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Flora and Fauna

The rarest lemur on Earth: Perrier’s Sifaka

Practically the counterpart to the white Silky Sifaka is the closely related Black Sifaka or Perrier’s Sifaka (Propithecus perrieri). With a height of 85 to 92 cm and a weight of three to six kilograms, it belongs to the larger lemurs, with the tail accounting for up to 46 cm of its total length. Suitably to the name these animals …

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Secret kings of the North: Golden crowned sifakas

In an incredibly hot, dry and inaccessible area in north-eastern Madagascar live white lemurs, which owe their name to the golden fur on their heads: the Golden Crowned Sifakas (Propithecus tattersalli). The secret kings of the north reach a height of just 95 cm with a weight of 3.5 kg, whereby still further 45 cm of tail come in addition. …

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Widely spread, hardly researched: Crowned Sifakas

In the northwest of Madagascar live lemurs, which occur quite frequently, but are nevertheless hardly researched: The Crowned Sifakas (Propithecus coronatus). Their habitat is limited by the two rivers Mahavavy in the southwest and Betsiboka in the northeast. Today, however, there are indications that the species is much more widespread and also populates areas around Tsiroanomandidy, Amboloando (south of Miandrivazo) …

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No life without the Ocotillo: Verreaux’ Sifakas

The Verreaux’ Sifakas (Propithecus verreauxi) lives in the south of Madagascar and belongs to the few lemurs that successfully colonize the hot and hostile spiny forests. It is a very adaptable species that can survive even in very small forest areas. It can even be found in some lowland rainforests in the southeast of the eighth continent. In the northwest, the …

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A diadem of fur: Diademed Sifakas

Diademsifaka in Madagaskar

The Diademed Sifaka (Propithecus diadema) is with a total length of 105 cm and a weight between five and seven kilograms one of the largest lemurs of Madagascar and because of its unusual fur colors also one of the most beautiful. His face is framed by long white fur, which looks a bit like a tiara and gave these lemurs …

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The Satanic Leaf-Tailed Gecko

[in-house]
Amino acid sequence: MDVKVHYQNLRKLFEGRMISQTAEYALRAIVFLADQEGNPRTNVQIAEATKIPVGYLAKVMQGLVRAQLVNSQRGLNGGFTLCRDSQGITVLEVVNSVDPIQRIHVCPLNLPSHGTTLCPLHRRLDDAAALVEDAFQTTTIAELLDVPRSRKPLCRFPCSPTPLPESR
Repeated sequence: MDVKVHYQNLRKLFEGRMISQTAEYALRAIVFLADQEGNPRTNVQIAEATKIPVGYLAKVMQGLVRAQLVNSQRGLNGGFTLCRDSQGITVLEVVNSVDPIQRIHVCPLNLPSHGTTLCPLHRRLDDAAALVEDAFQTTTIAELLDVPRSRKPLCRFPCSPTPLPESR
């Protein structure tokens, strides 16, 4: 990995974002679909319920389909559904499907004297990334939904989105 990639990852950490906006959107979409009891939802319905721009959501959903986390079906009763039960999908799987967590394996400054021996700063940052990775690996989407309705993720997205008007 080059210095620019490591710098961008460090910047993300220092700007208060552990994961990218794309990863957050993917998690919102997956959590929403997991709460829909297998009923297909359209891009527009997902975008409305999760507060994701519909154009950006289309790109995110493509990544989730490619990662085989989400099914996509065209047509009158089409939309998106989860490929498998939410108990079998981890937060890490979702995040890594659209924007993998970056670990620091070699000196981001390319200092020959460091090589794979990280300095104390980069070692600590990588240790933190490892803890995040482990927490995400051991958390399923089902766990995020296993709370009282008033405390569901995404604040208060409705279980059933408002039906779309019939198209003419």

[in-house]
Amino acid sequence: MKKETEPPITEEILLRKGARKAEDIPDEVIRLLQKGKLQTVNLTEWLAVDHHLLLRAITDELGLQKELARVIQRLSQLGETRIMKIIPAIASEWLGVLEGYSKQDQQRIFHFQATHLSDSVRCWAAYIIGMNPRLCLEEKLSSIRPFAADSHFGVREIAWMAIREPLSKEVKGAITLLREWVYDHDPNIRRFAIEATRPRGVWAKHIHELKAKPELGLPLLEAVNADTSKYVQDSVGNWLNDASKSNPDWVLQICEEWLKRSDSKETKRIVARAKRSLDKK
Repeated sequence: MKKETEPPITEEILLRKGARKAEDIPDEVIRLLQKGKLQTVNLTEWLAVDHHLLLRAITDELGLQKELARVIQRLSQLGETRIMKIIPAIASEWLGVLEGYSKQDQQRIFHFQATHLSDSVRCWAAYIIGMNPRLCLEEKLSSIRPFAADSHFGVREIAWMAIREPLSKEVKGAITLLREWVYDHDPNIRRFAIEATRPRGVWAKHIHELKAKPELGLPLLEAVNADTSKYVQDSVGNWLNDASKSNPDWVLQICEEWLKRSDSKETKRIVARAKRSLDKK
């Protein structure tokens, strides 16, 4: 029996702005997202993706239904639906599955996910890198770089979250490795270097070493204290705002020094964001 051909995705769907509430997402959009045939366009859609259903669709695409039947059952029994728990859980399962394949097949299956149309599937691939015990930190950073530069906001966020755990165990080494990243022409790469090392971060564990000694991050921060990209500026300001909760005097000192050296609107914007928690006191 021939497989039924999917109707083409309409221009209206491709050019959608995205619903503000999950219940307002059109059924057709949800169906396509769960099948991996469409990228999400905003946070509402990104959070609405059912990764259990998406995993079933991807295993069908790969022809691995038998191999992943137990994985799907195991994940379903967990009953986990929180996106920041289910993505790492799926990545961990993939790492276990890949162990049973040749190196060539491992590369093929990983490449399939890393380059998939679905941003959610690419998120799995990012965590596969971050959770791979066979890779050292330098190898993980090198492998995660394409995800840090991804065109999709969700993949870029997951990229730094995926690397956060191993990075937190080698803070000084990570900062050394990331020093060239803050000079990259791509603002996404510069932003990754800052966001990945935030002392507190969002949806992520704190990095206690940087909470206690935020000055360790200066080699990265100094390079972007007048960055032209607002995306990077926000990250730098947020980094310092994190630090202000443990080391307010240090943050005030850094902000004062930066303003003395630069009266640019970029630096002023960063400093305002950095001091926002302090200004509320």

A small but very pretty gecko lives well camouflaged in the rainforests of the central east and southeast in the highlands of Madagascar: the Satanic Leaf-Tailed Gecko (Uroplatus phantasticus). The little guy got his name from biologist George Boulenger as early as 1888. The Belgian first described the species and chose the name because of the bizarre appearance of the …

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Lemurs in general

Lemurs are probably Madagascar’s most famous mammals – not for nothing, because they originally exist only there and nowhere else in the world. They belong to the strepsirrhine primates and are divided into about 100 different species. The word lemures comes from Latin and refers to the spirits of the dead of ancient Rome, who have little resemblance to the …

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Reptiles in general

Furcifer labordi

Madagascar is the reptile paradise per se and especially known for its chameleons. 88 of all 211 up to date described chameleon species only occur in Madagascar. They seem to be fabulous creatures with their strange tongue, the independently from eacht other movable eyes and feet and hands transformed into grapsing forceps. Unfortunately, those beautiful animals aren’t very popular with …

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Amphibians in general

Especially the rainforests of Madagascar offer an abundance of different frogs for observation and discovery. Almost 4% of the world’s amphibian fauna is found on the island. Especially in the rainy areas on the east coast you can find countless different species in a small area. In the rainy season the croaking, chirping and chirping of the courtshiping males can …

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An extraordinary predator: The Fossa

Indeed it looks a little strange: The Fossa (Cryptoprocta ferox). The long-stretched body wears a thick tail of almost equal length, and the cat-like head is graced by quite sharp teeth and a big, round nose. And although the Fossa grows only knee-high, it is Madagascar’s largest predator. Both genders reach a maximum body weight of 12 kg, the males …

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